From the date (first day) of the LMP, add 7 days and subtract 3 months from women with 28-day cycles. Alternatively, add 9 months and 7 days to the LMP.

Cycle regularity is important if using dates; ask the patient about regularity and contraception.




If the patient is unsure of their LMP, the most accurate method is the earliest done ultrasound, if available. Accuracy decreases as pregnancy proceeds.

Mechanisms and accuracy of ultrasound testing includes:

  • first trimester uses crown-rump length. It is accurate +/- 3-5 days
  • second trimester uses biparietal (head) diameter. Accurate +/- 7 days
  • third trimester uses biparietal diameter. Accurate +/- 14 days


Clinical Assessment

Other means of assessing gestational age include:

  • fundal height
  • fetal heart beats (at 10 weeks via Doppler)
  • quickening, or first movement of the fetus noticed by the mother (at 17-18 weeks)




Begin with personal and demographic information to learn more about the patient as a person. Following this, proceed with:


Menstrual history

  • LMP to determine gestational age
  • period duration, regularity, severity
  • menarche
  • contraceptive use, type, and duration


History of current pregnancy

  • prenatal vitamins: esp. folic acid
  • nutrition, iron intake
  • bleeding/spotting/discharge
  • nausea/vomiting
  • fever
  • substance use (smoking, alcohol, illicit drugs)
  • occupational and environmental hazards


Past obstetrical history

Pregnancy history (ie G4P2A1)

gravida: number of pregnancies

parity: number of deliveries over 20 weeks,
regardless of outcome (twins, triplets, etc = 1)

abortion: number of deliveries under 20 weeks;
can be spontaneous or therapeutic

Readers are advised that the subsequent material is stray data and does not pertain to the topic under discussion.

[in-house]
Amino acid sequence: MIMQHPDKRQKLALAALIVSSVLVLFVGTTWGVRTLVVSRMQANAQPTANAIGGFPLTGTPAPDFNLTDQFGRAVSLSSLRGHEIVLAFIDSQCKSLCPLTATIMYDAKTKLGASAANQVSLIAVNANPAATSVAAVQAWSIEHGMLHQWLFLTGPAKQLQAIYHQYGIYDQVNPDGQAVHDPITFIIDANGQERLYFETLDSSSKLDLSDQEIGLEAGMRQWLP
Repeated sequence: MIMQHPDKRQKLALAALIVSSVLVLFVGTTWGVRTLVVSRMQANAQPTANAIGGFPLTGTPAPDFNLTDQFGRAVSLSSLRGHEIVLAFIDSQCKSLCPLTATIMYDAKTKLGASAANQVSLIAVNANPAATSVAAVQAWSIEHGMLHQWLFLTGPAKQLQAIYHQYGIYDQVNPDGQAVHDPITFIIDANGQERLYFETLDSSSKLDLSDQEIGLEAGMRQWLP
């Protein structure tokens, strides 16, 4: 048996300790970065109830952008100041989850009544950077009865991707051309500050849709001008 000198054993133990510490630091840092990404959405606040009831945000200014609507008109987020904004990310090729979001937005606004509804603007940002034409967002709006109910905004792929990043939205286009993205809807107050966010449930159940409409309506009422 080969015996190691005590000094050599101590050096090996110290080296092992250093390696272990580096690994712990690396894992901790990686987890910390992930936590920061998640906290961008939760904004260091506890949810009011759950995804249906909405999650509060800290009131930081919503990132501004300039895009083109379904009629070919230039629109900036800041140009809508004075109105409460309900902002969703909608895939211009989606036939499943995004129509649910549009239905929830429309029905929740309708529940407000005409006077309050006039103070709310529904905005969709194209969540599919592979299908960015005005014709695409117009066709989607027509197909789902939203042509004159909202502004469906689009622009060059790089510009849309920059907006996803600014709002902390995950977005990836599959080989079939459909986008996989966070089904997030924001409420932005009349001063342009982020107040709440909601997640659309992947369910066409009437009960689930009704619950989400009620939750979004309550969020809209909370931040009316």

• year, sex, weights, modes of deliveries, GAs, length of labour
  • location(s) of delivery
  • losses, complications, preterm
  • gestational diabetes and pregnancy-induced hypertension
  • previous cesarean section(s) (importantly, type of uterine scar present)
  • need for induction/augmentation, epistiotomy
  • lacerations
  • baby size and concerns after birth
  • breastfeeding


Past medical history and review of systems (optimize treatments)

  • gynecologic history (eg abnormal pap tests and treatments received)
  • hypertension
  • diabetes
  • heart disease
  • sexually transmitted infections
  • TORCH infections: toxoplasmosis, other (hepatitis B, syphilis, zoster, HIV, parvovirus B19) rubella, CMV, herpes
  • thyroid disease
  • depression
  • eating disorders
  • drugs, alcohol



  • prescription and nonprescription drugs
  • herbal medications


Immunizations and immunity, especially:

  • varicella (congenital varicella can be extremely damaging)
  • rubella


Family medical and genetic history

  • miscarriages
  • multiple gestations
  • congenital defects, developmental delay, genetic diseases


Social history

  • nutrition
  • physical fitness
  • smoking history
  • supports
  • domestic violence
  • work